Here, we will use a program that deals with some geometric shapes to illustrate writing a make file to compile a program.
The program is made up of 5 source files:
main.cpp, a main program.
Point.h, header file for the Point class.
Point.cpp, implementation file for the Point class.
Rectangle.h, header file for the Rectangle class.
Rectangle.cpp, implementation file for the Rectangle class.
These files are available to download.
Let's review what we need to do to compile this program
separately (i.e., to intermediate object files) and
then link it into an executable named
To just compile source code, use the
-c flag with the
% g++ -c main.cpp % g++ -c Point.cpp % g++ -c Rectangle.cpp
This will generate the object files:
Then, to link the object files (
.o) into an executable, we
use the compiler again (although this time it will just pass the
.o files on to the linking stage):
% g++ -o main main.o Point.o Rectangle.o
We would like to know what files need to be regenerated when we change certain parts of our program. We can determine this by creating a dependency chart.
Let's start from our goal (i.e., to have an executable named
To generate main from those files, we link them together.
.o) files depend on the
You generate these object files by compiling the corresponding
.h) depend on header files (
.h) that they include:
Notice that there may be additional indirect include dependencies
Rectangle.cpp depends on
.hfiles aren't used to generate other files, unlike
Here is the complete dependency chart...
Dependency Chart for
Dependencies go downward.
How to "get" or generate files goes upward.
.ofiles) and some things indirectly (i.e., you need the
.cppfiles to generate the
.ofiles to generate the executable).
With such a dependency chart, we can answer questions about what needs to be regenerated if certain files change.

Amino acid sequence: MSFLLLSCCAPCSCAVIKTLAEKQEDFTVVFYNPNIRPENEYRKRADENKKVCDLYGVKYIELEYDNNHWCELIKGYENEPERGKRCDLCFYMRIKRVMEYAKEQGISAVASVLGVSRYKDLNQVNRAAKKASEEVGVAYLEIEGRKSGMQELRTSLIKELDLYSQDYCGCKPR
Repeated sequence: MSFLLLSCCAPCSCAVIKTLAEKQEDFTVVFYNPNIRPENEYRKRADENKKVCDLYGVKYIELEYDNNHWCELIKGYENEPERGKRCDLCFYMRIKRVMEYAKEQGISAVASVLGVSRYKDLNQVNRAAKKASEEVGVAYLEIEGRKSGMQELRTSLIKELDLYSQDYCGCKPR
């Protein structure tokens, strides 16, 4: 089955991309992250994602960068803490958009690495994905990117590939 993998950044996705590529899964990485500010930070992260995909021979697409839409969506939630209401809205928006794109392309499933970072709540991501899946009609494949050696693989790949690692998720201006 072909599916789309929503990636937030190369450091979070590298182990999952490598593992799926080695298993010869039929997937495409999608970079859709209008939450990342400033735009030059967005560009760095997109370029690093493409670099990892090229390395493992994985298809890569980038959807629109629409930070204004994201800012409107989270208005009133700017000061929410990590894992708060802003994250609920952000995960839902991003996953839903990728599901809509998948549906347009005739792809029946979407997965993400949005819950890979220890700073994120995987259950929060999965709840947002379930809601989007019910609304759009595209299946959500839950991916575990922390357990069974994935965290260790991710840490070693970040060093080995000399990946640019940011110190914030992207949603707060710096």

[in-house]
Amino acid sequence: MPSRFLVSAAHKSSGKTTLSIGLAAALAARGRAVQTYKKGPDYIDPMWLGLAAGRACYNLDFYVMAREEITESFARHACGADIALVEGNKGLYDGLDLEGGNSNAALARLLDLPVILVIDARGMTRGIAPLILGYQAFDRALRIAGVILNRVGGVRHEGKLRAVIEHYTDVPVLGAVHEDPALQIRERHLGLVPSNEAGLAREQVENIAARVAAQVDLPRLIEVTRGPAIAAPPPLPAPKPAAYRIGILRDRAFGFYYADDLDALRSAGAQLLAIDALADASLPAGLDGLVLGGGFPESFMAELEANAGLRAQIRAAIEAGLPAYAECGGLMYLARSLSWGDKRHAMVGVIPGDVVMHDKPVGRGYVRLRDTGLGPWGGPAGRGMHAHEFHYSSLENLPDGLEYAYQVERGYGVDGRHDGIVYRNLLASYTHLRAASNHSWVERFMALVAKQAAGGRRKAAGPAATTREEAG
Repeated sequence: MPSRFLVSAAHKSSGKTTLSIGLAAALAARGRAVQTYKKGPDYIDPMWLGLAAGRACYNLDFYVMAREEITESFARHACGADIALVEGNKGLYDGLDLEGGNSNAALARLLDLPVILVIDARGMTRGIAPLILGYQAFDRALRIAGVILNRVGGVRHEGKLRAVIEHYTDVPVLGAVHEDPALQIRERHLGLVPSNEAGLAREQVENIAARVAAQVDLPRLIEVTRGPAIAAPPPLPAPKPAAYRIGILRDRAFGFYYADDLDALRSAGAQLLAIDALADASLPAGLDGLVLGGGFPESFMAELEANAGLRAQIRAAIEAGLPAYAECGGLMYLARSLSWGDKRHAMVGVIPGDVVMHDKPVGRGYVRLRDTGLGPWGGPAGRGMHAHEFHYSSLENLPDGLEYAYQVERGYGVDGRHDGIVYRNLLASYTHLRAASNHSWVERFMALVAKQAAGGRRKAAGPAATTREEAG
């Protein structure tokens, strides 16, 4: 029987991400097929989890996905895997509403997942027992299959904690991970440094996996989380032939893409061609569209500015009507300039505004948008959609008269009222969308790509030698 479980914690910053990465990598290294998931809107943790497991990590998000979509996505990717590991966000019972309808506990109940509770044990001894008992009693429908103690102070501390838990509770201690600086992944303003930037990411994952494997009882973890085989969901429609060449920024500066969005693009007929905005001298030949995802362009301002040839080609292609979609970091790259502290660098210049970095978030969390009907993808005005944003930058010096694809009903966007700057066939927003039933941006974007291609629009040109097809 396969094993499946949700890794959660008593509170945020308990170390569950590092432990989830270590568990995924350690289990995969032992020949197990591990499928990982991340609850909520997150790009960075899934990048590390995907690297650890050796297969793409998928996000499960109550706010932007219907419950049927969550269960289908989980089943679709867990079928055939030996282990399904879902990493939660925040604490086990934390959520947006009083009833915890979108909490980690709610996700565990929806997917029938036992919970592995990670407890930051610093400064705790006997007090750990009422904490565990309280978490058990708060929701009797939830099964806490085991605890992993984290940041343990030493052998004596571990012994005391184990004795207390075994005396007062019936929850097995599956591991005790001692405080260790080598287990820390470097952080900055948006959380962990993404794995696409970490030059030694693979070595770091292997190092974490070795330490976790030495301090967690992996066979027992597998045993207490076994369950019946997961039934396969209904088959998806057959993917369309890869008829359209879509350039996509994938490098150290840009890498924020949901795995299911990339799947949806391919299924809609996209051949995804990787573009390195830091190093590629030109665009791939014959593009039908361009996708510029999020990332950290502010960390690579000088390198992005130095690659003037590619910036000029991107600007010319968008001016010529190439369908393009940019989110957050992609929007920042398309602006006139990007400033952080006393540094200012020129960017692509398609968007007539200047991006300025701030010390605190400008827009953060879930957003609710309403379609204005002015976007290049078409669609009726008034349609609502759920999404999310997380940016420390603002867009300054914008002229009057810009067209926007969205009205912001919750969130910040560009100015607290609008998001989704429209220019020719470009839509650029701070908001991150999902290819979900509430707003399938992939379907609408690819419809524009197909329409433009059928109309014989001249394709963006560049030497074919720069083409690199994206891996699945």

For example, suppose we change the file
main.cpp...What has to be regenerated?
Answer: First, recompile
main.cpp to get
main.o. Then, relink all the object files together
again to get the executable
Now, suppose we changed
.cppfile changes or a header file included (directly or indirectly) by a
.cppfile changes, we have to regenerate the corresponding
Since it is tedious to recompile pieces of a program when something changes, people often use the make utility instead.
Make needs a make file that encodes both the dependencies between files and the commands needed to generate files.
When you run the make utility, it examines the modification times of files and determines what needs to be regenerated. Files that are older than the files they depend on must be regenerated. Regenerating one file may cause others to become old, so that several files end up being regenerated.
A make file should be named either Makefile (first letter uppercase) or makefile (all lowercase). The make file should be in the same directory as the source code files.
Finally, it is easiest if the make file is in the same directory as the source code files.
You can create a make file in any text editor.
For this example, we will examine the parts of this Makefile, which generates the executable
main. Go ahead a download that make file.
Simple make files have at least 2 parts:
Make files may have comments that (hopefully) add to readability. Any
line starting with a pound sign (
#) is a comments. Note
that our make file has some comments.
CXX = g++
In general, the form for setting a variable is:
VARNAME = value
(The space around the
= is optional for our version of
make, but adds to readability).
The second variable says what flags to pass to the C++ compiler...
CXXFLAGS = -Wall -g
Here, the variable includes the flag for all warnings and the one that adds debugging information (so that the executable can later be run under a debugger).
The 2 variables,
CXXFLAGS, are the
ones that our version of make expects to be set for the C++
compiler and flags to the C++ compiler, respectively.
For each target, there are typically 1 or 2 lines in a make file. Those lines specify:
By default, the first target in the make file is the one that gets
generated when you just say "
make" at the commandline, so